Diaphragmatic breathing is something I’ve covered in detail before, but it seemed a good time to revisit it with a lot of people self isolating and training from home at the moment. Correct breathing is very central to keeping you relaxed (hence fast) and generating high levels of impact. Some of this video may go against conventional wisdom, but give it a try and you’ll see it really works.
In most styles of martial art, many techniques involve turning the hips/waist one way or the other in order to transfer the body weight into the striking limb. This in turn adds power and speed to the technique being performed.
In this video we look at enhancing that hip/waste turn by maximising the way we use the legs.
Part 4 of ideas for training from home. This looks at a simple modification to your technique for more efficiently engaging the fascial system in the arms to make them faster and more powerful. After you’ve seen this, you’ll realise what’s been there all along in plain sight; yet most people never realised!
Please leave your comments and feedback below.
Part 2 of ideas for training at home, to help people who are self isolating or in an area that is currently locked-down. This one looks at how you can use furniture to help improve your kicking technique, by forcing you to raise your knee and retract it properly as you kick.
Please leave your comments below and let me know if you found it useful.
Sometimes it’s a paradox that less is more. With this release from a wrist grab, it definitely works better the more relaxed you do it. The less strength and force you use, the better it works. This actually gives some advantages to women as men tend to rely of strength more than ladies do.
One thing that I didn’t quite explain in the video, is that when you have skin on skin contact (such as with a grab), any changes (such as one person tensing up) can be felt practically instantaneously by the other person. This is because the information is transmitted directly via the nervous system. It is quicker than seeing something happen, as there is a very small delay between the eye detecting a movement and that information being relayed to and recognised by the brain. This is why so many Chinese martial arts do “sticky hand” exercises as it trains and develops this sensitivity. Also, you can tense without actually moving, so the eyes might not notice, but the nervous system will straight away.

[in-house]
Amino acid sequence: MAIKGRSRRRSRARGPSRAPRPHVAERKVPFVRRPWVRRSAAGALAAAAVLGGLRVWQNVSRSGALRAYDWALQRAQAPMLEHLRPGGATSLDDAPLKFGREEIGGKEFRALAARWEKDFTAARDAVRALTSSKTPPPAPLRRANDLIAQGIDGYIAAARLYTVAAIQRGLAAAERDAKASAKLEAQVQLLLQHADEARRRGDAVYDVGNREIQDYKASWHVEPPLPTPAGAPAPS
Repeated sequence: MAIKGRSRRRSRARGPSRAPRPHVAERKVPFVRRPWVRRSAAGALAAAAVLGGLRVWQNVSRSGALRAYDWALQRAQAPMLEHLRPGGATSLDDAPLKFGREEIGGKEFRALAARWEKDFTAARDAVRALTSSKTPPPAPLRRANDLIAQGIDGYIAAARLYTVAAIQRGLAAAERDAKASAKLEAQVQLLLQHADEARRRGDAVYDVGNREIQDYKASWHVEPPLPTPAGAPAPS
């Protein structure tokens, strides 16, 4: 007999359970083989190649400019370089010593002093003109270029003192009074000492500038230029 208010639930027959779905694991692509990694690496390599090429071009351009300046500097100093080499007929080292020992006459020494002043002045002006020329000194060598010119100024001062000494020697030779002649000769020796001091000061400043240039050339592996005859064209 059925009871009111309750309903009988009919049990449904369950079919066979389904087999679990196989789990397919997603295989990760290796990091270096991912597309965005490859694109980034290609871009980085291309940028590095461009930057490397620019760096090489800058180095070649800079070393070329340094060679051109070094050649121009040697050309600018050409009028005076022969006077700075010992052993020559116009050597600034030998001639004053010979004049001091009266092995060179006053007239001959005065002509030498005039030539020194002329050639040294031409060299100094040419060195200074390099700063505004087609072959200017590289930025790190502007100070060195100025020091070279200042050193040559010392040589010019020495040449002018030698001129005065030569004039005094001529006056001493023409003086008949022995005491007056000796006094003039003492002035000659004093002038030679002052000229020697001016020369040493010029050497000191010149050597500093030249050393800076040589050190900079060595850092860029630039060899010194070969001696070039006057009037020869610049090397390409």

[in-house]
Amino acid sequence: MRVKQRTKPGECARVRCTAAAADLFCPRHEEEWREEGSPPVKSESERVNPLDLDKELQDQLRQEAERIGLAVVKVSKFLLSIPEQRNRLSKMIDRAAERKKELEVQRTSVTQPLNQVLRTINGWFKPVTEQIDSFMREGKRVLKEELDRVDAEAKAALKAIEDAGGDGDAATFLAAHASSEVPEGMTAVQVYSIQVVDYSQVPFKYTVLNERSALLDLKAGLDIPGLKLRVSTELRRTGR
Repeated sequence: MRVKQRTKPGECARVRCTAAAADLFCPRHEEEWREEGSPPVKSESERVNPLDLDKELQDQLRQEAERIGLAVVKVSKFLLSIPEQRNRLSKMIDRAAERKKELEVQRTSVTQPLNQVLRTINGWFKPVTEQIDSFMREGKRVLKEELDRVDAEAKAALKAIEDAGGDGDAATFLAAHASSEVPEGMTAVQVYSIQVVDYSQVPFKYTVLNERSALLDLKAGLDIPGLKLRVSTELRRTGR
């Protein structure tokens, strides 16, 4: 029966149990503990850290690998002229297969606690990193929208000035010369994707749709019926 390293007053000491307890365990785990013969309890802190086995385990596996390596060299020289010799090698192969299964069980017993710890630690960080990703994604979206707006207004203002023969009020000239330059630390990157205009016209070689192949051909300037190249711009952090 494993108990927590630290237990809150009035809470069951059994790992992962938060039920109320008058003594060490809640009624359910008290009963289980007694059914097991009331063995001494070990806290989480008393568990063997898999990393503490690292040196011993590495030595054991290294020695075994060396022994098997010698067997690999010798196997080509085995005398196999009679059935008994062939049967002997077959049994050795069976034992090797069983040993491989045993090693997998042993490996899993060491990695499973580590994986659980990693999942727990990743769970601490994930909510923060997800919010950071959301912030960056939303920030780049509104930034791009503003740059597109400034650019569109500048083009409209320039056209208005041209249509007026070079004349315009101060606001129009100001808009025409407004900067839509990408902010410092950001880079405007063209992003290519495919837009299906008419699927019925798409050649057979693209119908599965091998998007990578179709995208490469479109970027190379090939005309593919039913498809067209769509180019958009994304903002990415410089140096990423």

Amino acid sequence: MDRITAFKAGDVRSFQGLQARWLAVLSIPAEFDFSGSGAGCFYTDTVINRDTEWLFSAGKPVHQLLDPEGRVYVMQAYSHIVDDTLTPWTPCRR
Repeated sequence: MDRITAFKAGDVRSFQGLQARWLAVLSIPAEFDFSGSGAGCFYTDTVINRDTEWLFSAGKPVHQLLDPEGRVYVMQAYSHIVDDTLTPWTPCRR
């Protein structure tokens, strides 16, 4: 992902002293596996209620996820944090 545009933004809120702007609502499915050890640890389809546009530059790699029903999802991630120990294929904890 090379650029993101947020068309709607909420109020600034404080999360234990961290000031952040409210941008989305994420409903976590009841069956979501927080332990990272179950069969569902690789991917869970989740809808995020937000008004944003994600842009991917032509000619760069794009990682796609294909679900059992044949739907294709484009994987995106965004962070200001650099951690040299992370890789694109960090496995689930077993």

Anyway, I think the video will be self explanatory without me explaining it all here. If you find it useful please like, share and leave a comment below. Thank you.
When it comes to leading hand techniques, different styles move their hips/waist in different ways for certain leading hand techniques. In particular, techniques that are part circular where the hand moves from the opposite side of the body to it’s own side (such as Downward Block, Back-Fist Strike, etc). Continue reading “Style Comparison: Which Way To Move Your Hips For Leading Hand Techniques” »
When real fighting/self protection can be really chaotic and messy, why are traditional martial arts so fussy about good technique with so much attention to fine detail and accuracy. It’s because traditional martial arts basics movements and kata/patterns/forms train us on several different levels simultaneously. I have Continue reading “Different Levels Of Training In Traditional Martial Arts” »
Some martial art schools/associations/franchises put a lot of emphasis on fitness and strength training. A good work out gets the endorphins going and people come out feeling good and happy, stress levels reduced and a general feeling of well-being. Being fit always feels good. Sometimes the fitness may consist of doing a lot of circuit type training and/or doing everything fast all the time.
Whilst I am definitely in favour of being fit and strong, I am not in favour of emphasising these aspects over good body mechanics and body structures Continue reading “Martial Arts Body Mechanics & Structures Vs Fitness & Strength” »
It is often said that generating impact is mainly about applying your body-weight and moving it into the technique. I personally think that this explaination is a bit simplified and that there is a bit more to it than that. So some of what I am going say here goes against conventional wisdom, so please bear with me to end before accusing me of sacrilege!
Ok, so what is the main factor that generate impact in a technique? Continue reading “How To Create More Impact In Your Martial Arts Technique?” »
Following on from the last post on spinal alignment, here’s another video on the correct elbow position for punching and how it affects the shoulder alignment and fist position. It’s a small detail that it often overlooked, Continue reading “Correct Elbow Position For Punching” »